On the face of things, the engineering industry is in great shape. Technology is making waves in almost every area of life – and the world – and it’s never been a better time to get started with what could be a highly lucrative engineering business. But there is a problem that entrepreneurs with interest in engineering need to face. The simple truth is that the industry is failing to attract graduates, who are turning to other careers instead.
For engineering startups, this is clearly a major issue. You can have all the greatest ideas in the world, but if you don’t have the right team behind you, it might never come to fruition. It’s also an issue because of the graduates that want to work in the industry, most will choose a to work with a business that has been around for longer than the average startup.
To counteract these issues, it’s important for startup engineering companies to understand why graduates aren’t taking jobs. Using this knowledge, you should be able to work out ways to make your ideas and overall business a lot more appealing – and build the talented teams you need. Let’s take a look.
Unemployment levels amongst graduate engineers are almost non-existent. Graduates have highly desirable skills and demand for them is outstripping supply by a significant amount. As a startup, you need to make sure that your company is appealing to those same graduates. And while you can’t match our competitors with wages just yet, there are other methods of enticement. Profit shares are always a big draw, and if you can create an exceptional benefits package, it will also be a more tempting offer.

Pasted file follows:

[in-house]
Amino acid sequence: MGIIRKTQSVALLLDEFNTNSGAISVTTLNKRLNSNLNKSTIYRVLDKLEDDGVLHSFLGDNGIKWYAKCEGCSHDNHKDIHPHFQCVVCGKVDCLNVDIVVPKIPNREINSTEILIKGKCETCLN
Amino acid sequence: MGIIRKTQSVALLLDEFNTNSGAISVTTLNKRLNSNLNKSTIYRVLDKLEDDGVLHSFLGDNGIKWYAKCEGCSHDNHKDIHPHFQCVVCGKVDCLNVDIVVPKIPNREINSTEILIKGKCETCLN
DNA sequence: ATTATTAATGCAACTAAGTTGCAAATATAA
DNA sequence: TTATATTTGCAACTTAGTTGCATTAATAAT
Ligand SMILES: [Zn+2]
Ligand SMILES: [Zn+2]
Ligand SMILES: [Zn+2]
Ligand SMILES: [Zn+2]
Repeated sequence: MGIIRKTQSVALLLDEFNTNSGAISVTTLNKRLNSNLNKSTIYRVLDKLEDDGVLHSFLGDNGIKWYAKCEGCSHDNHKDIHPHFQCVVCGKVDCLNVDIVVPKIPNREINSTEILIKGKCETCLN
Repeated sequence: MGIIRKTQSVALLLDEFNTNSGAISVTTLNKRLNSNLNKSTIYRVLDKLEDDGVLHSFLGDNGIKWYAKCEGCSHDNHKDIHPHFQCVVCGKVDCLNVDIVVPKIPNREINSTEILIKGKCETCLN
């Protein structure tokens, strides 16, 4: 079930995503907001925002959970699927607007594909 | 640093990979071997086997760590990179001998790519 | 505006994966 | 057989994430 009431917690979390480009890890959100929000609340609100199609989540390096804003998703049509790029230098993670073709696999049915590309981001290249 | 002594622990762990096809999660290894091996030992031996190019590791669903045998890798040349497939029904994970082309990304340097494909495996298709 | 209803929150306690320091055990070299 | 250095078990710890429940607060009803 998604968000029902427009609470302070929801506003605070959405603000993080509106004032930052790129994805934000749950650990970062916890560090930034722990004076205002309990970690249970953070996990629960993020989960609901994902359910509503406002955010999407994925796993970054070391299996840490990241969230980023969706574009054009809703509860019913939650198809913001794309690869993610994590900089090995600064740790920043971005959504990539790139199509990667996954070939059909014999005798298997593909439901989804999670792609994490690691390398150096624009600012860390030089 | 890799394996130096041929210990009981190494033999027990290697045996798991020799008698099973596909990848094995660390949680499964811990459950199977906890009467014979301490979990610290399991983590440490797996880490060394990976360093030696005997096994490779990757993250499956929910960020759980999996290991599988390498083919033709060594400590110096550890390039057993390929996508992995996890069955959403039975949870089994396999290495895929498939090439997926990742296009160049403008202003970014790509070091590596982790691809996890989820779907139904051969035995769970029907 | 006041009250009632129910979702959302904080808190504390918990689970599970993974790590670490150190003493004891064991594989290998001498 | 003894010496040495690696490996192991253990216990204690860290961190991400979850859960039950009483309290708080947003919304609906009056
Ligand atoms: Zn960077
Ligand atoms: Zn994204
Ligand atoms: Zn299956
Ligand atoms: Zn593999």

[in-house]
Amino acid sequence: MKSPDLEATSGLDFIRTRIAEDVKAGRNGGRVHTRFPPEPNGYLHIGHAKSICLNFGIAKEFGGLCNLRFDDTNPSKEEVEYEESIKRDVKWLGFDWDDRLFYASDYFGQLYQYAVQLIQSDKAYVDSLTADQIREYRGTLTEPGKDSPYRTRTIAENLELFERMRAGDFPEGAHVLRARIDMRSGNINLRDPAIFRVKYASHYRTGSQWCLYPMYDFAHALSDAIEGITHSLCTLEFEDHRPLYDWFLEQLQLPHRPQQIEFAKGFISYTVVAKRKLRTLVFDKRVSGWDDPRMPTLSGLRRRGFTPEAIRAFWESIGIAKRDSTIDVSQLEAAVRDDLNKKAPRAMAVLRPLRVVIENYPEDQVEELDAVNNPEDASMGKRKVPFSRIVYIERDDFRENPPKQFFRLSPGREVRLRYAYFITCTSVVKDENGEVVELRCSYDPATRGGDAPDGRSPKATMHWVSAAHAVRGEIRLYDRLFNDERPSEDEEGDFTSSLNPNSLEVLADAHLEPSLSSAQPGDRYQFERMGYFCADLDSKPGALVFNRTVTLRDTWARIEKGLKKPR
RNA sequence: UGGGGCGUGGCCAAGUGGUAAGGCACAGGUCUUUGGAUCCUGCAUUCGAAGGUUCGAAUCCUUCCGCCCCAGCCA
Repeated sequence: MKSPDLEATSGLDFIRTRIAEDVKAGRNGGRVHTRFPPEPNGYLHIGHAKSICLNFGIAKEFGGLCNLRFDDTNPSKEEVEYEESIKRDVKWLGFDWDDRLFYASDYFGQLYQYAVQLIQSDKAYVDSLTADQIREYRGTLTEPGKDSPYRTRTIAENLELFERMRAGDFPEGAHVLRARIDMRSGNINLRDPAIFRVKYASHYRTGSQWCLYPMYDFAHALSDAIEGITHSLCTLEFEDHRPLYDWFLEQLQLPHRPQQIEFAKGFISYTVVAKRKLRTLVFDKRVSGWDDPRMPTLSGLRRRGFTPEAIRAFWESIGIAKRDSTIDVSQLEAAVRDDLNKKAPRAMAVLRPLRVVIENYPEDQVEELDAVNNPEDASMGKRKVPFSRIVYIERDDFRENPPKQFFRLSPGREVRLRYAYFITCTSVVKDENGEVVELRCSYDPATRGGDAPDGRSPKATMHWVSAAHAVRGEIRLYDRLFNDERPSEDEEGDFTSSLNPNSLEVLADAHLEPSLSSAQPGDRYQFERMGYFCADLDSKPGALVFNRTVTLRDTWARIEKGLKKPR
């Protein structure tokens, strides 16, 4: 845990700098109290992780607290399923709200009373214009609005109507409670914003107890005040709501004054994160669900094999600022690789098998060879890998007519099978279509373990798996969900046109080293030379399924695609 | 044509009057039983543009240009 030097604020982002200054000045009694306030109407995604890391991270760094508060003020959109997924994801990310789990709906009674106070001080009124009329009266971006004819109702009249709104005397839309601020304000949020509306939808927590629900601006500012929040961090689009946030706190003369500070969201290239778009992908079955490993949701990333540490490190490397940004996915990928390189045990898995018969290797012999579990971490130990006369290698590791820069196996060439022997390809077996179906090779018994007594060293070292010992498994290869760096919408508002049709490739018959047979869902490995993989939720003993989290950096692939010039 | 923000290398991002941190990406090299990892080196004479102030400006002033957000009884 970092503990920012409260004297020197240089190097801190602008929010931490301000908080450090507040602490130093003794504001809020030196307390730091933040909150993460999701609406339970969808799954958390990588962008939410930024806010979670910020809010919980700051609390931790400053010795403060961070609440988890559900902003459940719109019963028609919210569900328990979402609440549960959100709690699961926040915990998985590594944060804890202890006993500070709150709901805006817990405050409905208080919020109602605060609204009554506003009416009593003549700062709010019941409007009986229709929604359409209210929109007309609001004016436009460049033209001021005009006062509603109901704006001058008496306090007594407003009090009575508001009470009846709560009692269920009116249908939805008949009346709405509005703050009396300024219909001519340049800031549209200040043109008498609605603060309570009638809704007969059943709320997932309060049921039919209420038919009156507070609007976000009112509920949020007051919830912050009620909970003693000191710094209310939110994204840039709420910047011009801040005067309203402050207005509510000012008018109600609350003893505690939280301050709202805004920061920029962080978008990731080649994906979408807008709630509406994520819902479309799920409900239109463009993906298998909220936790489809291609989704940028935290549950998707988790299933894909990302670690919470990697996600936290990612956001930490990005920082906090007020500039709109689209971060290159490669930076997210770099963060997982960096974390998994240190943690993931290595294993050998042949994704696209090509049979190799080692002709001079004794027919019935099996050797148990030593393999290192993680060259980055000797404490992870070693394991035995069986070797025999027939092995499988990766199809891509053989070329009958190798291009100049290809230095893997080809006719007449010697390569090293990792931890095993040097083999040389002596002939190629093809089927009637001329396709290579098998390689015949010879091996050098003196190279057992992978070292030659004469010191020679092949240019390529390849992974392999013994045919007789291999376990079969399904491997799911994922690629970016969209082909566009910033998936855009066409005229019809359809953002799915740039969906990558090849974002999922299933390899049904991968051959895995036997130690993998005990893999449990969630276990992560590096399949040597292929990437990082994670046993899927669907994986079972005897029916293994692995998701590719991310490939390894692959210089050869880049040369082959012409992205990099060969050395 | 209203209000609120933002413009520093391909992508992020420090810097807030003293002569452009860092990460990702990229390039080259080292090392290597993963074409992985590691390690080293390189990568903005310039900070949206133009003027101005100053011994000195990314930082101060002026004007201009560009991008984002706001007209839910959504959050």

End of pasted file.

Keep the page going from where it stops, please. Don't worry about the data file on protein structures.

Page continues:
An increasingly advanced industry
Part of the problem with technology moving on so quickly is that by the time students leave university, their coursework is close to redundancy. It leaves graduates fighting over similar roles that they are qualified to do, and they don’t feel they have the skills to take on other, more advanced positions. You can tackle this issue by ensuring that candidates understand your startup is committed to their learning and development.
The simple fact is that many engineering jobs are dangerous. And, given a choice between an easier job with an established company or hazardous work with, say, a drilling startup, it’s not much of a surprise that graduates take the money and run. If your startup involves working in a dangerous environment, it’s essential that you impress on them that you take your responsibilities seriously. Make sure that you are following American engineering standards. Explain your insurance cover. And also make sure that you can offer them enough regarding benefits that it counteracts any dangerous working environments.
As we have mentioned several times already, there is a lot of competition in the engineering sector to attract graduates. But there are many other areas starting to appeal to graduates, too. However, as a rule, people in engineering are poor at marketing their businesses for job roles, and if you want to stand out, it shouldn’t be too difficult when you take a look at the competition. Be the best, and you should find your fair share of qualified engineers willing to commit – and learn.
This post has been contributed by Ryan Gatt, it may contain affiliate links.